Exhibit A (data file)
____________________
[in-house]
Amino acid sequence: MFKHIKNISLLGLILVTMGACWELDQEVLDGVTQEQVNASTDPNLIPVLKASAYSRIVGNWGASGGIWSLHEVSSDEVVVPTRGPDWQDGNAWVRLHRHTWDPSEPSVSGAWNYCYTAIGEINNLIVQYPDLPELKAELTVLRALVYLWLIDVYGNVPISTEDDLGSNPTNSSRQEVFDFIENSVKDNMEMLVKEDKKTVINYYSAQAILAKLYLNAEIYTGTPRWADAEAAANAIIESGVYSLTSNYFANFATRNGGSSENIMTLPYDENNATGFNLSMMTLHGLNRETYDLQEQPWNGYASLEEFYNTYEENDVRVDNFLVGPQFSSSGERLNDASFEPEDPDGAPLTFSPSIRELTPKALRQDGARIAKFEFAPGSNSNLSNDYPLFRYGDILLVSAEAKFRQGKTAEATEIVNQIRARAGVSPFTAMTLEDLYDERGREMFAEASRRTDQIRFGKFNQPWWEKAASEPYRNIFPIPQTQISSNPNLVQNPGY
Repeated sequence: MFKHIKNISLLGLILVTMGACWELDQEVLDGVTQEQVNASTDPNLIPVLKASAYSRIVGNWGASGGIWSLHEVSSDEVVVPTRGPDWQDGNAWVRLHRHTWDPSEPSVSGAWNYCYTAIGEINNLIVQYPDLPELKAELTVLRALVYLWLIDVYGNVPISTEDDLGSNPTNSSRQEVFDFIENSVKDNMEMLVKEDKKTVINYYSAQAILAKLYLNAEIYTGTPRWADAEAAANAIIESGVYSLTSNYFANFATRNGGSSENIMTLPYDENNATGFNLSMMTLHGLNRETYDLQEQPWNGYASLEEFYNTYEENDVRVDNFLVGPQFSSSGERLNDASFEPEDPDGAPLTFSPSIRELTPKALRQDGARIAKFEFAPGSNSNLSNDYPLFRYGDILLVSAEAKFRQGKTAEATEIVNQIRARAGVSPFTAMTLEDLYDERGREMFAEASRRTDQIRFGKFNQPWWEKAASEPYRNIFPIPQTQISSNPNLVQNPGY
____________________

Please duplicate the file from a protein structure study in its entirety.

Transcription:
[in-house]
Amino acid sequence: MFKHIKNISLLGLILVTMGACWELDQEVLDGVTQEQVNASTDPNLIPVLKASAYSRIVGNWGASGGIWSLHEVSSDEVVVPTRGPDWQDGNAWVRLHRHTWDPSEPSVSGAWNYCYTAIGEINNLIVQYPDLPELKAELTVLRALVYLWLIDVYGNVPISTEDDLGSNPTNSSRQEVFDFIENSVKDNMEMLVKEDKKTVINYYSAQAILAKLYLNAEIYTGTPRWADAEAAANAIIESGVYSLTSNYFANFATRNGGSSENIMTLPYDENNATGFNLSMMTLHGLNRETYDLQEQPWNGYASLEEFYNTYEENDVRVDNFLVGPQFSSSGERLNDASFEPEDPDGAPLTFSPSIRELTPKALRQDGARIAKFEFAPGSNSNLSNDYPLFRYGDILLVSAEAKFRQGKTAEATEIVNQIRARAGVSPFTAMTLEDLYDERGREMFAEASRRTDQIRFGKFNQPWWEKAASEPYRNIFPIPQTQISSNPNLVQNPGY
Repeated sequence: MFKHIKNISLLGLILVTMGACWELDQEVLDGVTQEQVNASTDPNLIPVLKASAYSRIVGNWGASGGIWSLHEVSSDEVVVPTRGPDWQDGNAWVRLHRHTWDPSEPSVSGAWNYCYTAIGEINNLIVQYPDLPELKAELTVLRALVYLWLIDVYGNVPISTEDDLGSNPTNSSRQEVFDFIENSVKDNMEMLVKEDKKTVINYYSAQAILAKLYLNAEIYTGTPRWADAEAAANAIIESGVYSLTSNYFANFATRNGGSSENIMTLPYDENNATGFNLSMMTLHGLNRETYDLQEQPWNGYASLEEFYNTYEENDVRVDNFLVGPQFSSSGERLNDASFEPEDPDGAPLTFSPSIRELTPKALRQDGARIAKFEFAPGSNSNLSNDYPLFRYGDILLVSAEAKFRQGKTAEATEIVNQIRARAGVSPFTAMTLEDLYDERGREMFAEASRRTDQIRFGKFNQPWWEKAASEPYRNIFPIPQTQISSNPNLVQNPGY